Tech Behind Modern 3D Movies
As I sat through Avatar 3D, I kept wondering how they made it all work. With the old red/blue glasses (anaglyph), it was pretty easy to understand. One eye filtered out one color and the other eye filtered out the other color and you ended up sending separate images to each eye. But how does the new 3D work? Time to surf the interwebz…
There are a few different types of 3D in use, but the most common is RealD. When you look at the screen without glasses, you see images that are blurred (two unaligned images) and the amount of the blur correlates to the virtual depth. These two images are projected with opposite circular polarized light. One lens get the left handed polarization while the other lets the right handed polarization through. The end result is the same as the red/blue glasses: each eye sees a unique image.
Imax 3D uses linear polarized light. The downside to this is that as the viewer tilts their head, the image can become distorted. You tend to see images pop out of the screen instead of viewing virtual depth into the screen. It creates a lot of eye strain and can give you headaches after watching for more than a half hour.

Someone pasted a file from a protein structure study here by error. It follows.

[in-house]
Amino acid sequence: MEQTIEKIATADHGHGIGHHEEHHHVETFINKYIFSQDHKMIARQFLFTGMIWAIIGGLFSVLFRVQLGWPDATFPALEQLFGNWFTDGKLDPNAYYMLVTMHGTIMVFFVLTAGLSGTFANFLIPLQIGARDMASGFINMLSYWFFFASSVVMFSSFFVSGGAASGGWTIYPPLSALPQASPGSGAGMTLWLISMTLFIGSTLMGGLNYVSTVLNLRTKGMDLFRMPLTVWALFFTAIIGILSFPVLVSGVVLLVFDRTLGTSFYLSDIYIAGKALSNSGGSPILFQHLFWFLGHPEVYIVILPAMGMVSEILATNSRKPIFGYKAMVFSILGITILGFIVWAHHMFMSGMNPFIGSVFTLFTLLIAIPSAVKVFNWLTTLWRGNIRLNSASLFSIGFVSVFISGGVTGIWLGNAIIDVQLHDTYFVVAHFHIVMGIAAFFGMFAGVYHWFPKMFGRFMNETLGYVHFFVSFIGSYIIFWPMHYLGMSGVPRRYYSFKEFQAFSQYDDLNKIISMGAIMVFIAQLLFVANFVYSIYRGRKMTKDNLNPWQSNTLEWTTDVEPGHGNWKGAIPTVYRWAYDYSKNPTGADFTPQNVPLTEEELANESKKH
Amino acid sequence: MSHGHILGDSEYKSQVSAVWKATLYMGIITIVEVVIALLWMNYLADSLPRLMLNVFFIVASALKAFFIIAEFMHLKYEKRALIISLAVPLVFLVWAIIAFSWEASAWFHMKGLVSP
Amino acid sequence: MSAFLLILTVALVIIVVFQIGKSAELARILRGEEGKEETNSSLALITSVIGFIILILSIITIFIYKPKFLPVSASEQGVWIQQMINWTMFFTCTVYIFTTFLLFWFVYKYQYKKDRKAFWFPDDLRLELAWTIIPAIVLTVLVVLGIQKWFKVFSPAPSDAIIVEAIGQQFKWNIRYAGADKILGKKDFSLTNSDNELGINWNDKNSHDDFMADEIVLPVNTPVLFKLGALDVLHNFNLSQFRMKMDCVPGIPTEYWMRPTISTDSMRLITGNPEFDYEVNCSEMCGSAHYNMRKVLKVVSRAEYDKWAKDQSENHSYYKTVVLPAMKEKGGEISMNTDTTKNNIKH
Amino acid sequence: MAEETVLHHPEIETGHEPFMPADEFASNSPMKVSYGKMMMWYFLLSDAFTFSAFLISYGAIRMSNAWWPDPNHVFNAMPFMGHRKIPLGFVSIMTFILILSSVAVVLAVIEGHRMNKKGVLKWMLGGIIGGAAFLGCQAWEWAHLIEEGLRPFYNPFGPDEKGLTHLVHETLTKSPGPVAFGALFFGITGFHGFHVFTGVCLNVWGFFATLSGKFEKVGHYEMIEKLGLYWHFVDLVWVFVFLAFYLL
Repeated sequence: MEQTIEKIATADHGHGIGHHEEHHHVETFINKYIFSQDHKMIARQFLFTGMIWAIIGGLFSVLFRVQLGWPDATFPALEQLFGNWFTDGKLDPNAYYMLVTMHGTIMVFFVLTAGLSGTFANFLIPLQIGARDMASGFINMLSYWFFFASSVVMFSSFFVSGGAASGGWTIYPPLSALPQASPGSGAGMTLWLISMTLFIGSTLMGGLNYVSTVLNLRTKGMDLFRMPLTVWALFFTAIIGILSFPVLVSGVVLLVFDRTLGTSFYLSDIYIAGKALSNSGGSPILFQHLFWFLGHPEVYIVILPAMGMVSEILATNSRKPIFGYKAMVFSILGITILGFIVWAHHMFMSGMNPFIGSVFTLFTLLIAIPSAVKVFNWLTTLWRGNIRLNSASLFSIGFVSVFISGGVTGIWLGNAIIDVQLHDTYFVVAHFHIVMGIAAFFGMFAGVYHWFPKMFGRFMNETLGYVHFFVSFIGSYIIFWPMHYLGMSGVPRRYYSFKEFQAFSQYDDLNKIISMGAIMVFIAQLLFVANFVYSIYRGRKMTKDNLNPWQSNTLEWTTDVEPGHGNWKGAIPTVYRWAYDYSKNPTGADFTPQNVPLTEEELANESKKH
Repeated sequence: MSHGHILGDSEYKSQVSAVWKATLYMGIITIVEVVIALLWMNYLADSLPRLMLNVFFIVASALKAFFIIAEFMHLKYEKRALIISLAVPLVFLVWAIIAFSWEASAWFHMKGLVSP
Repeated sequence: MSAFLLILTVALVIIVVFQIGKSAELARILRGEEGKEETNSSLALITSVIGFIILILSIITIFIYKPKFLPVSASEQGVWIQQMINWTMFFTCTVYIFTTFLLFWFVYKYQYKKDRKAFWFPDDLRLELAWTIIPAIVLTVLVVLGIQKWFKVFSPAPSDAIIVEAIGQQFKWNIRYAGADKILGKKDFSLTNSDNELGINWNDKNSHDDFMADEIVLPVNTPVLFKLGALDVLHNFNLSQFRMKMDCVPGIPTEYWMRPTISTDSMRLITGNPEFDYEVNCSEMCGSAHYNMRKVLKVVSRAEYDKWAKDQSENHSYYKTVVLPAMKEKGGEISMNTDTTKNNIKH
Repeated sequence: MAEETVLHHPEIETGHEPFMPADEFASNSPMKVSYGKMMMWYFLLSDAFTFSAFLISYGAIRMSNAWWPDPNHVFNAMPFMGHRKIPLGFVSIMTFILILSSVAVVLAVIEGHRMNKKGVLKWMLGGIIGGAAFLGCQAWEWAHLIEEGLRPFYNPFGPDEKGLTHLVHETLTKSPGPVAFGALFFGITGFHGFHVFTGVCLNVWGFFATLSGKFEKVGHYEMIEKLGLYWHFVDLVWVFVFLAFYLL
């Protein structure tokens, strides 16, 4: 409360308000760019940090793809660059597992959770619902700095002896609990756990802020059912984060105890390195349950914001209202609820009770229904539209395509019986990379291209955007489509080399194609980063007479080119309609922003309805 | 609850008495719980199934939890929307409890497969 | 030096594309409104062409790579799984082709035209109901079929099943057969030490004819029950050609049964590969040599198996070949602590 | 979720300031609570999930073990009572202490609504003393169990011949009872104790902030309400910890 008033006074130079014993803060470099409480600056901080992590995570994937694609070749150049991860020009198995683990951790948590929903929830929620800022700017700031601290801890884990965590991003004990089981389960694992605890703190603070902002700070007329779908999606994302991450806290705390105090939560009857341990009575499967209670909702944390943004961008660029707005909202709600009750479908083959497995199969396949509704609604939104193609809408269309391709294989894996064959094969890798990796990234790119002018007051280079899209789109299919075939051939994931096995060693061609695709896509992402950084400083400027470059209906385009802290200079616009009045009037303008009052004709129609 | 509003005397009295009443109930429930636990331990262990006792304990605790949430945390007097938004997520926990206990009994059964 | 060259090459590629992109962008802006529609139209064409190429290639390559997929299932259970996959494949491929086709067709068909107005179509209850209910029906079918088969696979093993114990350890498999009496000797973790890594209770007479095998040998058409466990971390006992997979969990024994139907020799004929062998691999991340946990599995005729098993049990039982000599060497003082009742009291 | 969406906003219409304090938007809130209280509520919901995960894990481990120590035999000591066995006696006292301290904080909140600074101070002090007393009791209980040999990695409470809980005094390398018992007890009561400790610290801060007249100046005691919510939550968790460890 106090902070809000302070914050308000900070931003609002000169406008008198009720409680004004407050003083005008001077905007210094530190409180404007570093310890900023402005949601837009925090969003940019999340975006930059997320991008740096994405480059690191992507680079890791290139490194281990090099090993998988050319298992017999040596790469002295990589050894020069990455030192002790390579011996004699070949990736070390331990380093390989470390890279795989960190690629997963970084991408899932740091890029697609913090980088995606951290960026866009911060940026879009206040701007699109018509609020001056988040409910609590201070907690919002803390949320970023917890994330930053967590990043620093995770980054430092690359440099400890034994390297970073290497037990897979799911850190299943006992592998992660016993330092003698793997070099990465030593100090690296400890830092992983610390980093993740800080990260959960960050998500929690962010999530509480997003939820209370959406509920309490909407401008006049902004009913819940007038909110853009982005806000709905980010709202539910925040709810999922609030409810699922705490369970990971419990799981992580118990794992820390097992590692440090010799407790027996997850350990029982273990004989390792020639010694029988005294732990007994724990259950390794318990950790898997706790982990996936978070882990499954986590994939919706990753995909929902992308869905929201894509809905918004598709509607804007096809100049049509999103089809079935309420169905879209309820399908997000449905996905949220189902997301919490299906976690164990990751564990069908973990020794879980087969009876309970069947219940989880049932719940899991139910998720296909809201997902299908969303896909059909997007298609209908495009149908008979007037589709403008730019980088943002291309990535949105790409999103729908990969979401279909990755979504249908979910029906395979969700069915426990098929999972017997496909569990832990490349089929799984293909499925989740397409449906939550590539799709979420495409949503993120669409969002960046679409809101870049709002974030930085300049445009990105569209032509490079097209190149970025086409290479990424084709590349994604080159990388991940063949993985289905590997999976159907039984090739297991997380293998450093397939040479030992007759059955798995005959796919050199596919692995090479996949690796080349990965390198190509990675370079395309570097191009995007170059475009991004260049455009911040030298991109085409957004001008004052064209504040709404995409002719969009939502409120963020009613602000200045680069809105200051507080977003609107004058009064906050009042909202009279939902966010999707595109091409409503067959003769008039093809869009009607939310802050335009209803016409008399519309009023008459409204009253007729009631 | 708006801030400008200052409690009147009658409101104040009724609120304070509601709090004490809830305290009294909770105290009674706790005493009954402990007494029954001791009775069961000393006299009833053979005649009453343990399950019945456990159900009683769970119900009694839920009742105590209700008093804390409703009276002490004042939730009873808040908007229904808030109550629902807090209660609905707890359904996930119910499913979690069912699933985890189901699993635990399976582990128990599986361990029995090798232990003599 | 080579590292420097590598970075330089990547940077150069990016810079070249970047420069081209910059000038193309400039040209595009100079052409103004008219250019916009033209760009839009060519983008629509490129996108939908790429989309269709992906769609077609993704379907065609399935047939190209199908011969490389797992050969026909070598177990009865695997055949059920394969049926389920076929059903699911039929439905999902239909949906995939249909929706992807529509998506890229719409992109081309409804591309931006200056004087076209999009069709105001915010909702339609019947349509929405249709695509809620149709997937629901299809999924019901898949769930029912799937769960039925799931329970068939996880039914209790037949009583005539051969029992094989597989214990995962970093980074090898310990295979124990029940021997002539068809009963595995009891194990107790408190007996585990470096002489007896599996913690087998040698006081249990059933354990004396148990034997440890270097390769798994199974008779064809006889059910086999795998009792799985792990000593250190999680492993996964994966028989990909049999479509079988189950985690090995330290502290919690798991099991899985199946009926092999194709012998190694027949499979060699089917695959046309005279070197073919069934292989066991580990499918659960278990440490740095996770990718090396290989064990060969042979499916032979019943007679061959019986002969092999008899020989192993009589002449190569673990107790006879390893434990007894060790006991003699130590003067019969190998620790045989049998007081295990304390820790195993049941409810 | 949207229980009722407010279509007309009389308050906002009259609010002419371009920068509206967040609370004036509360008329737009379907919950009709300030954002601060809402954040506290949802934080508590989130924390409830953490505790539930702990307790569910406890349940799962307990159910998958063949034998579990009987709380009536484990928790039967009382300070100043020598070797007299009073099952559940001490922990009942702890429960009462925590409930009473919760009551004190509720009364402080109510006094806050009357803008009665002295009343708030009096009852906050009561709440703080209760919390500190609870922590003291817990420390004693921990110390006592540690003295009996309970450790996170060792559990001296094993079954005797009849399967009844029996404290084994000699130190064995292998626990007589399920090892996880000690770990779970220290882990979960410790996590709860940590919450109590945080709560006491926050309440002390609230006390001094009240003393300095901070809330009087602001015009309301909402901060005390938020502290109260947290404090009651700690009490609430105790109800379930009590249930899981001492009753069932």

The other 3D technology is Dolby 3D. It’s the hardest to find of the three, and you can read more about it in this article which discusses all three. The short story is that the end result is similar to RealD: low eyestrain, good viewing experience.
One problem I see with all of these solutions, is you end up watching through tinted glasses. It reduces the amount of light that makes it into your eyes. They have to blow out the brightness on the film which can lose some of the fine detail in brightly lit areas. However, in contrast to 3D at home, I think 3D in the theater will take off as a differentiating factor to draw people back to the theaters.
Want to find a theater which uses a specific 3D technology? This site is a good collection of places to search for that info. In addition to all the links scattered through this post, Wikipedia has a good overview of 3D technology.